Portland State University. Department of Political Science
Craig L. Carr
Date of Publication
Master of Science (M.S.) in Political Science
John Rawls (1921-2002), Self (Philosophy)
1 online resource (123 p.)
John Rawls' A Theory of Justice stands as the single most important work in the Anglo-American liberal tradition after World War II. In A Theory of Justice, Rawls revives the social contract doctrine in order to determine principles of justice that would be chosen by persons who are free and equal moral individuals. Since Rawls believes that no single conception of the good can establish justice in a pluralistic society, he posits a set of principles of right which are prior to any particular good. Thus his theory, which he calls "justice as fairness," is deontological. Since its publication in 1971, A Theory of Justice has generated extensive critical response from writers all along the philosophical spectrum.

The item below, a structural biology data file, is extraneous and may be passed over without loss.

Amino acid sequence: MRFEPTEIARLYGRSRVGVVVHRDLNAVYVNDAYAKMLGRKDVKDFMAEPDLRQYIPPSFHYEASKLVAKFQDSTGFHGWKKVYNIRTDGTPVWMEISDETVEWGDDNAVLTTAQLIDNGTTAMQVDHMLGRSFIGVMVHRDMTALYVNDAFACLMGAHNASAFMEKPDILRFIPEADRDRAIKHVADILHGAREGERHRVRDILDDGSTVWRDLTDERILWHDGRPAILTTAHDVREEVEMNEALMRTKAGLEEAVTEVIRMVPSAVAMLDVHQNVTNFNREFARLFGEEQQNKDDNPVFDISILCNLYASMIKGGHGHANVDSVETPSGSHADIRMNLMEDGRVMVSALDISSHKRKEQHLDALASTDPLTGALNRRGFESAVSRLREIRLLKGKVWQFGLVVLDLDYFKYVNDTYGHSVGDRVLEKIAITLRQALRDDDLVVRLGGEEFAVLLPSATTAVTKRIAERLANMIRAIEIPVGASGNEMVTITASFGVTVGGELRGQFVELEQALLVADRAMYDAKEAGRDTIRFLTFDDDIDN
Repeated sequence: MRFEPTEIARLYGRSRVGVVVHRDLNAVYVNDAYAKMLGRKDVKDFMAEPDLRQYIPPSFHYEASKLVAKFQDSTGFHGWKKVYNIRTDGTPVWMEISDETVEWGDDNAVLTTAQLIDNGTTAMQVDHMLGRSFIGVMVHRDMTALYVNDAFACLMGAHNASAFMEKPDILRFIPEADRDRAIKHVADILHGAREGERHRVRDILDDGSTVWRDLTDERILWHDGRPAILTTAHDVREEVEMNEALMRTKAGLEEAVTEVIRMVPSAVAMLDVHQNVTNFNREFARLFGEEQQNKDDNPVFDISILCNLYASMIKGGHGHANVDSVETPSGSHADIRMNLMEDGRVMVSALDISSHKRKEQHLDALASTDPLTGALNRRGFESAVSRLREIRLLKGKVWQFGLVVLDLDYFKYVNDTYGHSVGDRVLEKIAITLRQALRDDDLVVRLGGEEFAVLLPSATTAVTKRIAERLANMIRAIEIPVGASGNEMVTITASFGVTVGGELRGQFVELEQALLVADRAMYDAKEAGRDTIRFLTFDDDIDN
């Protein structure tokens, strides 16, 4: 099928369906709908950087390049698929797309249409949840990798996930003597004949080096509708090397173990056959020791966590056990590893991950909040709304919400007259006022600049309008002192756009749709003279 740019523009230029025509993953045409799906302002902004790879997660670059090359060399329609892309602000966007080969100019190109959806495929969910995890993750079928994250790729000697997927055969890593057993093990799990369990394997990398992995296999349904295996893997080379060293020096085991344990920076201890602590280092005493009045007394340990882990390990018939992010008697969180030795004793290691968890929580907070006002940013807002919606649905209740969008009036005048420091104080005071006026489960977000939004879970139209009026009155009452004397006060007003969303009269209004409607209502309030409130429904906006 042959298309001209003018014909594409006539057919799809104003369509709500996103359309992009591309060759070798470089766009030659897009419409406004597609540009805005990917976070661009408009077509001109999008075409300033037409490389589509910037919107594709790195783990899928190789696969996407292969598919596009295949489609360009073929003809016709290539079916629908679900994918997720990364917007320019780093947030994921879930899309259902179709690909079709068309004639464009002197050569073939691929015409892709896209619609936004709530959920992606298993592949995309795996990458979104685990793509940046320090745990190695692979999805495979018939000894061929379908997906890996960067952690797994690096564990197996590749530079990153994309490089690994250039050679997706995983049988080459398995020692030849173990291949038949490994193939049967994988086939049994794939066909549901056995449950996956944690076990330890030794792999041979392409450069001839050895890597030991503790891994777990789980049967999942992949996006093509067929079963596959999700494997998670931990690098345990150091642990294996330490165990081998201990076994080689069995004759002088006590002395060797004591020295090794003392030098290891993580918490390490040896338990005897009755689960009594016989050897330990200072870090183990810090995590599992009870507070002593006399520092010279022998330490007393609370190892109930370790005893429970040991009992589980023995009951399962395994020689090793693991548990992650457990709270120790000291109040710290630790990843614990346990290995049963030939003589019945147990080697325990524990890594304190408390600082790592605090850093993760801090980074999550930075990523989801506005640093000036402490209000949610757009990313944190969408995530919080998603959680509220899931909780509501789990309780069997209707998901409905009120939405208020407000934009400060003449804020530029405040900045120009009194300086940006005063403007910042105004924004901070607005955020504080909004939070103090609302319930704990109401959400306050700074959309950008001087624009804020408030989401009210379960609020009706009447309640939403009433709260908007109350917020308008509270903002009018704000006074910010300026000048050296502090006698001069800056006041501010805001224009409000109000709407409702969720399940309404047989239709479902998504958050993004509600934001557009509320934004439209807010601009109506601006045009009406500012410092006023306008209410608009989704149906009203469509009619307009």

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Mansfield, Johnathan Edward, "John Rawls, the conception of a liberal self, and the communitarian critique" (1990). Dissertations and Theses. Paper 4142.